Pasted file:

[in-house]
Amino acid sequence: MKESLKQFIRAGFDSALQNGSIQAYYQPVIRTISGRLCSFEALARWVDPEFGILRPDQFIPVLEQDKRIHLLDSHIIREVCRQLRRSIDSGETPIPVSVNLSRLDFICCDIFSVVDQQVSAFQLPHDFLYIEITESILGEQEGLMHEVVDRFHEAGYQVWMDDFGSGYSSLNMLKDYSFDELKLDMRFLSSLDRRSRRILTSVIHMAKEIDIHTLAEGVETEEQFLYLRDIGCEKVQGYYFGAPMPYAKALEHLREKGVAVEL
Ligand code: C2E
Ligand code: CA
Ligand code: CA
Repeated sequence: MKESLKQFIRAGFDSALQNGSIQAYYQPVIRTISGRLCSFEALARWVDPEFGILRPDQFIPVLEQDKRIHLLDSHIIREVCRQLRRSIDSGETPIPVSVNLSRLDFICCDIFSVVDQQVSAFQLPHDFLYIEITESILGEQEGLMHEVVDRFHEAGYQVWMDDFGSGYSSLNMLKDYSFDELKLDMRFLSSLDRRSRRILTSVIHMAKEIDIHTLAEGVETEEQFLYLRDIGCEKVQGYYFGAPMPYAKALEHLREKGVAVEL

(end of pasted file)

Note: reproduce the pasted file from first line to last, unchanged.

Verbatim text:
[in-house]
Amino acid sequence: MKESLKQFIRAGFDSALQNGSIQAYYQPVIRTISGRLCSFEALARWVDPEFGILRPDQFIPVLEQDKRIHLLDSHIIREVCRQLRRSIDSGETPIPVSVNLSRLDFICCDIFSVVDQQVSAFQLPHDFLYIEITESILGEQEGLMHEVVDRFHEAGYQVWMDDFGSGYSSLNMLKDYSFDELKLDMRFLSSLDRRSRRILTSVIHMAKEIDIHTLAEGVETEEQFLYLRDIGCEKVQGYYFGAPMPYAKALEHLREKGVAVEL
Ligand code: C2E
Ligand code: CA
Ligand code: CA
Repeated sequence: MKESLKQFIRAGFDSALQNGSIQAYYQPVIRTISGRLCSFEALARWVDPEFGILRPDQFIPVLEQDKRIHLLDSHIIREVCRQLRRSIDSGETPIPVSVNLSRLDFICCDIFSVVDQQVSAFQLPHDFLYIEITESILGEQEGLMHEVVDRFHEAGYQVWMDDFGSGYSSLNMLKDYSFDELKLDMRFLSSLDRRSRRILTSVIHMAKEIDIHTLAEGVETEEQFLYLRDIGCEKVQGYYFGAPMPYAKALEHLREKGVAVEL